Things to do 1020 Tokyo Tours & Activities

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Results 1 - 36 of 1020 Experiences

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Results 1 - 36 of 1020 Experiences

  • Antonina Antonina

    Private Tokyo Tsukiji Market Tour

    Private Tokyo Tsukiji Market Tour This was a great, extensive tour of the fish market. We learned and saw so much which we know would've been impossible without a guide. Kiyoshi, our tour guide, was knowledge and fun to be with on this tour. He made this a very memorable trip for us.

  • Sen Ji Sen Ji

    Reservation for Sushi Ginza Kyubey Restaurant in Tokyo

    Reservation for Sushi Ginza Kyubey Restaurant in Tokyo I arrived at Kyubey right on time for my 6pm reservation, and after confirming my last name, I was whisked away to the second floor. I was tucked away at the very corner of the sushi counter, before a flurry of Japanese businessmen filled the whole establishment. Kyubey is nestled on the soutern side of Ginza, just a stone's throw away from Tsukiji market.

    I was promotly served starters of Shirako (cod sperm milt) tofu and Hotaru Ika (firefly squid) which were in season in winter and spring respectively. Sashimi was then presented piece by piece just as I finished the last piece: Hirame (flounder), Chutoro (fatty tuna), Hamaguri (Clams) and Awabi (Abalone) carefully selected and presented with fresh wasabi, seaweed and shredded daikon. Live kurumaebi was brought out, one served raw and the other piece served lightly steamed. The raw piece slammed against the cutting board, exuding the natural sweetness of the shrimp and severing any extraneous firmness in the shrimp's flesh. The boiled one concentrated the sweetness of the shrimp, especially the head of the shrimp which was left intact. The tail and the head of the raw shrimp were then deep fried and eaten whole.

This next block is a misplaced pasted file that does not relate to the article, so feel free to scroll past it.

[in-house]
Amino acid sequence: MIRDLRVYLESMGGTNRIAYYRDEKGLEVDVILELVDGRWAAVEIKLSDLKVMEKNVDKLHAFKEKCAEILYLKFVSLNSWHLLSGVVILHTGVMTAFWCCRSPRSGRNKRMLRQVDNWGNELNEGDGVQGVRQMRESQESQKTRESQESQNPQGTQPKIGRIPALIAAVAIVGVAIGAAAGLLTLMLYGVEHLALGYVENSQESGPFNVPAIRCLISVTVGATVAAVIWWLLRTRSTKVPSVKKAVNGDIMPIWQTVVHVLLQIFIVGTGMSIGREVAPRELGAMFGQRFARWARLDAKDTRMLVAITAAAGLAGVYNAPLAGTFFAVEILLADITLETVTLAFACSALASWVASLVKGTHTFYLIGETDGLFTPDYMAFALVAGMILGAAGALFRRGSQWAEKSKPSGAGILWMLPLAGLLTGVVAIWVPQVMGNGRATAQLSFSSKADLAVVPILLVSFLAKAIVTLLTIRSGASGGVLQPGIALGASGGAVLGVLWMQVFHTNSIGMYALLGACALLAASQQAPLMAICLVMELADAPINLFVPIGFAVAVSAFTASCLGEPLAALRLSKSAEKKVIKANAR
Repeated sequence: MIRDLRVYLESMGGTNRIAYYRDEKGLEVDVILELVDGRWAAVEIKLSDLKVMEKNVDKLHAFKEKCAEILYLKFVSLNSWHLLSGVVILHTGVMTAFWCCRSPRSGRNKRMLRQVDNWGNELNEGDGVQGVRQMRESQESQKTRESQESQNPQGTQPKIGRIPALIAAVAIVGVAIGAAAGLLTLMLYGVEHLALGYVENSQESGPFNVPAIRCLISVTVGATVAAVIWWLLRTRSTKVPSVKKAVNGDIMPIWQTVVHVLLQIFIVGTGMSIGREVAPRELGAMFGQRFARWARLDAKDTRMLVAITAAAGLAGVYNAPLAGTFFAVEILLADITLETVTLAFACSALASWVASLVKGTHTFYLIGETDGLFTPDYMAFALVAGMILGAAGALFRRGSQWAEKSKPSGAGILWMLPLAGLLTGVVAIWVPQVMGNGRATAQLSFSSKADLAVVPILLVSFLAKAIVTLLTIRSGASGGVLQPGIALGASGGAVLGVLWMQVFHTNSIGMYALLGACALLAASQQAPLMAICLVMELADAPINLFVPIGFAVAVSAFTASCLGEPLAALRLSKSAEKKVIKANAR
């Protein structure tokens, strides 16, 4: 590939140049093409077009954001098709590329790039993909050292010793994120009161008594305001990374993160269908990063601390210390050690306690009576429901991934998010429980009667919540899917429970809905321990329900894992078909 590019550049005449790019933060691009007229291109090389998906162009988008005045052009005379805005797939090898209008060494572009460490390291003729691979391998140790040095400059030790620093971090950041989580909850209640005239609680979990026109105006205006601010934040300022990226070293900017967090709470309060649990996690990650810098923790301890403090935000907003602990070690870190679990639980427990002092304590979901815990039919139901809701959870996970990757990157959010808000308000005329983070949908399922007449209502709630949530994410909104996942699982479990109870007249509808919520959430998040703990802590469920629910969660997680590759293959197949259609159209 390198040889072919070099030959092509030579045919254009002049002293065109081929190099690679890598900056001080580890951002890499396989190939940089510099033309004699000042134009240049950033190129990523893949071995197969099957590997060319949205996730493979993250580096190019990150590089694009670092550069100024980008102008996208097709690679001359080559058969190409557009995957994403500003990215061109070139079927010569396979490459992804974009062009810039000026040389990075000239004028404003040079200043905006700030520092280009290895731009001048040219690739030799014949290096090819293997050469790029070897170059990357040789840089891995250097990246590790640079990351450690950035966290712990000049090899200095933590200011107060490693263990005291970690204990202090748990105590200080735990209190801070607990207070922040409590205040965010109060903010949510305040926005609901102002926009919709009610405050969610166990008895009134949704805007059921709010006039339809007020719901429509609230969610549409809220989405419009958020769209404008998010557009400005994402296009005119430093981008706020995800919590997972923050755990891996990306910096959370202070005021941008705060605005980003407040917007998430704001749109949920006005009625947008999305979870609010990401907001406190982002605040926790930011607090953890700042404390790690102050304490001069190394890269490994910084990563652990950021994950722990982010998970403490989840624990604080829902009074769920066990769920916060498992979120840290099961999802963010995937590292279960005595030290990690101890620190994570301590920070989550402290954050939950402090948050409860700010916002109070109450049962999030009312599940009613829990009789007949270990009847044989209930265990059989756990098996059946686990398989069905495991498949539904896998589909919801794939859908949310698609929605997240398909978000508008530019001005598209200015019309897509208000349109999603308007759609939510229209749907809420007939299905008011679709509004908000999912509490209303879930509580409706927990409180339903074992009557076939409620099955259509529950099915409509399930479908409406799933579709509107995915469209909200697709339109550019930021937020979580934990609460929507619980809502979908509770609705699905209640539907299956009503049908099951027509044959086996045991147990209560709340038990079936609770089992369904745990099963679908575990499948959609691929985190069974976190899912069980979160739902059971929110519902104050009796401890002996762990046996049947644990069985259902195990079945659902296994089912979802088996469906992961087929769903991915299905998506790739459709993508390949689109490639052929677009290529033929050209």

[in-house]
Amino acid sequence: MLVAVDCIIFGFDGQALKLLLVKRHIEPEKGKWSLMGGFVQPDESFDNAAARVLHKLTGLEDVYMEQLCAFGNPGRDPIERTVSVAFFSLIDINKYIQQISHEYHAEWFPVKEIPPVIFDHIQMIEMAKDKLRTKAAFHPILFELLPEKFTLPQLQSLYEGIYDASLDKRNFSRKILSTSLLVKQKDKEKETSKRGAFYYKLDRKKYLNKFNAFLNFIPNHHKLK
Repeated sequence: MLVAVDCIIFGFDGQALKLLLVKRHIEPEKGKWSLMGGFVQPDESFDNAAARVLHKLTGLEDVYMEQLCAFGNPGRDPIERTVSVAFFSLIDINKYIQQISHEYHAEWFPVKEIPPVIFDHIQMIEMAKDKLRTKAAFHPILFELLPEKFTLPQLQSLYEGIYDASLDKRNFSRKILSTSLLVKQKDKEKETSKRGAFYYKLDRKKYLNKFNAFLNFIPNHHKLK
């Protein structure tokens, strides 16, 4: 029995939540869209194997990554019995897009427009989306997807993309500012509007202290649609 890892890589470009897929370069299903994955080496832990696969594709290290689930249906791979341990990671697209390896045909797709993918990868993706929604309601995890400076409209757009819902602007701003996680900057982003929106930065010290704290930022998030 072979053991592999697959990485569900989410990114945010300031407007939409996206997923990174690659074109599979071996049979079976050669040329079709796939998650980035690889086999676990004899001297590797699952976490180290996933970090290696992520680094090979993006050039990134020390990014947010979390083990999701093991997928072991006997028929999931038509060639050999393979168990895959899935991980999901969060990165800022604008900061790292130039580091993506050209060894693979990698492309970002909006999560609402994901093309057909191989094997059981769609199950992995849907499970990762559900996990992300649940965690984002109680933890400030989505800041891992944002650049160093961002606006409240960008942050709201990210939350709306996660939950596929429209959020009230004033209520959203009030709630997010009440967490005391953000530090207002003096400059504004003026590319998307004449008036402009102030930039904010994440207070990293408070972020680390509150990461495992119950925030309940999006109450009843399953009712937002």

Then came the tsukemono (pickles): a sandwich of 2 slices of pickled daikon with umeboshi (pickled plum paste), shiso (perilla leaf) and sesame seeds. This served to cleanse the palette after the course of sashimi. Then I was served grilled Otoro (fattiest tuna) which melts in the mouth because of the interwoven fat of the tuna. Kyubey prides itself on being minimalist with their seasoning, using only the simplest of ingredients like salt, soy sauce and sudatchi juice to preserve the freshness and natural flavour of the seafood. Then came the steamed Madai (Sea Bream) sushi nestled under a sakura leaf, almost like a poetic expression that spring has arrived, and also a signal that the sushi course was next.

    First came the chutoro, kuromutsu (blue fish), ma Ika (squid) and kodai (young sea bream) in quick succession. Each building upon the umami of the last piece, multiplying and concetrating the flavours from each successive piece. The rice was seasoned just well, not too vinegary as with some edomae practioners like Sukiyabashi Jiro. Then came the bafun uni (sea urchin) nestled on a battleship gunkan of wrapped in crisp nori seaweed, bursting with umami.